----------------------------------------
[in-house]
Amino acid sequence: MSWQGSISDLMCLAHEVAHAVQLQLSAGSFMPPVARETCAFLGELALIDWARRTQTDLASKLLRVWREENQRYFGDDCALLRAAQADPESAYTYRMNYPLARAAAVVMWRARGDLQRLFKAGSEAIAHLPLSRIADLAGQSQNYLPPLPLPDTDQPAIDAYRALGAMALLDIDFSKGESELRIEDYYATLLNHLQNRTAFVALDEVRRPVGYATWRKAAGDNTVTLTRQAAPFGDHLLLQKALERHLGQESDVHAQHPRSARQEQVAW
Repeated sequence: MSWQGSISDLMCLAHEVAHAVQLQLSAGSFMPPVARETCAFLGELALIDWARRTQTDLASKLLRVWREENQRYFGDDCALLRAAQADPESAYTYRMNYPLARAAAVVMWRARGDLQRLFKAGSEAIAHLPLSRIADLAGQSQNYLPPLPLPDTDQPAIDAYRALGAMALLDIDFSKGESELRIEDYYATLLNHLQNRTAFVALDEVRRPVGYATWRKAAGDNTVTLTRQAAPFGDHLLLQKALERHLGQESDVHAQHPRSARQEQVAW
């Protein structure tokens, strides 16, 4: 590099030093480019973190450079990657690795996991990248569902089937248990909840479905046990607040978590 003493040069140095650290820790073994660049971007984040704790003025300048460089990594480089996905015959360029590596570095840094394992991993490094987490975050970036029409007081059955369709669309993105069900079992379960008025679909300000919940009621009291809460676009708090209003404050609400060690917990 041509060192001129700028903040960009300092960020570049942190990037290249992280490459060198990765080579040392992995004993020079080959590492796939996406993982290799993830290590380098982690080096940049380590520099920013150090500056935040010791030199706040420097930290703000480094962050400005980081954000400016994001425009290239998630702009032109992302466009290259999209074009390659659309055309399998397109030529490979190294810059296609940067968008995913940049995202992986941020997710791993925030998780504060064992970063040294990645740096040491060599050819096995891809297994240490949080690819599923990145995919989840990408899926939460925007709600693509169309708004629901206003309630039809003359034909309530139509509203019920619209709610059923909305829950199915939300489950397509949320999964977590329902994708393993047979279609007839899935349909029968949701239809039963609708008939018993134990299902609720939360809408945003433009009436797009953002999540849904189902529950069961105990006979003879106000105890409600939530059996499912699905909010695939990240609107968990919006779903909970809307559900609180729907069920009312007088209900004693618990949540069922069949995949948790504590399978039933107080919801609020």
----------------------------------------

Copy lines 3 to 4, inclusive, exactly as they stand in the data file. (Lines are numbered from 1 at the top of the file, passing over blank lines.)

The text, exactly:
Repeated sequence: MSWQGSISDLMCLAHEVAHAVQLQLSAGSFMPPVARETCAFLGELALIDWARRTQTDLASKLLRVWREENQRYFGDDCALLRAAQADPESAYTYRMNYPLARAAAVVMWRARGDLQRLFKAGSEAIAHLPLSRIADLAGQSQNYLPPLPLPDTDQPAIDAYRALGAMALLDIDFSKGESELRIEDYYATLLNHLQNRTAFVALDEVRRPVGYATWRKAAGDNTVTLTRQAAPFGDHLLLQKALERHLGQESDVHAQHPRSARQEQVAW
């Protein structure tokens, strides 16, 4: 590099030093480019973190450079990657690795996991990248569902089937248990909840479905046990607040978590 003493040069140095650290820790073994660049971007984040704790003025300048460089990594480089996905015959360029590596570095840094394992991993490094987490975050970036029409007081059955369709669309993105069900079992379960008025679909300000919940009621009291809460676009708090209003404050609400060690917990 041509060192001129700028903040960009300092960020570049942190990037290249992280490459060198990765080579040392992995004993020079080959590492796939996406993982290799993830290590380098982690080096940049380590520099920013150090500056935040010791030199706040420097930290703000480094962050400005980081954000400016994001425009290239998630702009032109992302466009290259999209074009390659659309055309399998397109030529490979190294810059296609940067968008995913940049995202992986941020997710791993925030998780504060064992970063040294990645740096040491060599050819096995891809297994240490949080690819599923990145995919989840990408899926939460925007709600693509169309708004629901206003309630039809003359034909309530139509509203019920619209709610059923909305829950199915939300489950397509949320999964977590329902994708393993047979279609007839899935349909029968949701239809039963609708008939018993134990299902609720939360809408945003433009009436797009953002999540849904189902529950069961105990006979003879106000105890409600939530059996499912699905909010695939990240609107968990919006779903909970809307559900609180729907069920009312007088209900004693618990949540069922069949995949948790504590399978039933107080919801609020």